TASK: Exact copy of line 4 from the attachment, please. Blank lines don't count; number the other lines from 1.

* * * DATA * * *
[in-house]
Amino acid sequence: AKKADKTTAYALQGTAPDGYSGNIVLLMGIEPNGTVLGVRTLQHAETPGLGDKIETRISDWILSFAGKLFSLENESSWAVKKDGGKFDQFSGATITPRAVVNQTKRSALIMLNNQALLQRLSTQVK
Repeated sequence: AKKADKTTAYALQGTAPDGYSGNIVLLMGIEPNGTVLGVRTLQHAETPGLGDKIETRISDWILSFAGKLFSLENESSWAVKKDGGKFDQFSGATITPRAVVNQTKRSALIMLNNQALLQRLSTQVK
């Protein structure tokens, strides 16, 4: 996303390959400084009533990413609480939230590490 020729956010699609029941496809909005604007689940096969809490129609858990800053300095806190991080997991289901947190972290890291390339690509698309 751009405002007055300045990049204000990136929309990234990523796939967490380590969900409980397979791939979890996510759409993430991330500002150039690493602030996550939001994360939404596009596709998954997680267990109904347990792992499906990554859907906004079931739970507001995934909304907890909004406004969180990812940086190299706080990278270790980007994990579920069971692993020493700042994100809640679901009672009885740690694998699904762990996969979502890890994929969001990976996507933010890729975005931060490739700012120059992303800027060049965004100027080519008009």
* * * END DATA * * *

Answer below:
């Protein structure tokens, strides 16, 4: 996303390959400084009533990413609480939230590490 020729956010699609029941496809909005604007689940096969809490129609858990800053300095806190991080997991289901947190972290890291390339690509698309 751009405002007055300045990049204000990136929309990234990523796939967490380590969900409980397979791939979890996510759409993430991330500002150039690493602030996550939001994360939404596009596709998954997680267990109904347990792992499906990554859907906004079931739970507001995934909304907890909004406004969180990812940086190299706080990278270790980007994990579920069971692993020493700042994100809640679901009672009885740690694998699904762990996969979502890890994929969001990976996507933010890729975005931060490739700012120059992303800027060049965004100027080519008009």